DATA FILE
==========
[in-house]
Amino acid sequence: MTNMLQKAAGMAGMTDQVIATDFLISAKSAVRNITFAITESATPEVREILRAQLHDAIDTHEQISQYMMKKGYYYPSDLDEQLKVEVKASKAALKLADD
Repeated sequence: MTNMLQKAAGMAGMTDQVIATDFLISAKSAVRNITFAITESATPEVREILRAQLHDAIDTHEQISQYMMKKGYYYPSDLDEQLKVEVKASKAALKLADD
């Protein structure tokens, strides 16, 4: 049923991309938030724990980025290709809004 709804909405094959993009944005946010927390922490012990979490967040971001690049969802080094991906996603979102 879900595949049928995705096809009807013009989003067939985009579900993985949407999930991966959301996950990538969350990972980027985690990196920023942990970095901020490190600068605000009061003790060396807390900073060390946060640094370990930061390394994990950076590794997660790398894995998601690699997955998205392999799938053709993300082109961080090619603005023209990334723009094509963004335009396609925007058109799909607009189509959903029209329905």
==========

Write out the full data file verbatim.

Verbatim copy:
[in-house]
Amino acid sequence: MTNMLQKAAGMAGMTDQVIATDFLISAKSAVRNITFAITESATPEVREILRAQLHDAIDTHEQISQYMMKKGYYYPSDLDEQLKVEVKASKAALKLADD
Repeated sequence: MTNMLQKAAGMAGMTDQVIATDFLISAKSAVRNITFAITESATPEVREILRAQLHDAIDTHEQISQYMMKKGYYYPSDLDEQLKVEVKASKAALKLADD
């Protein structure tokens, strides 16, 4: 049923991309938030724990980025290709809004 709804909405094959993009944005946010927390922490012990979490967040971001690049969802080094991906996603979102 879900595949049928995705096809009807013009989003067939985009579900993985949407999930991966959301996950990538969350990972980027985690990196920023942990970095901020490190600068605000009061003790060396807390900073060390946060640094370990930061390394994990950076590794997660790398894995998601690699997955998205392999799938053709993300082109961080090619603005023209990334723009094509963004335009396609925007058109799909607009189509959903029209329905």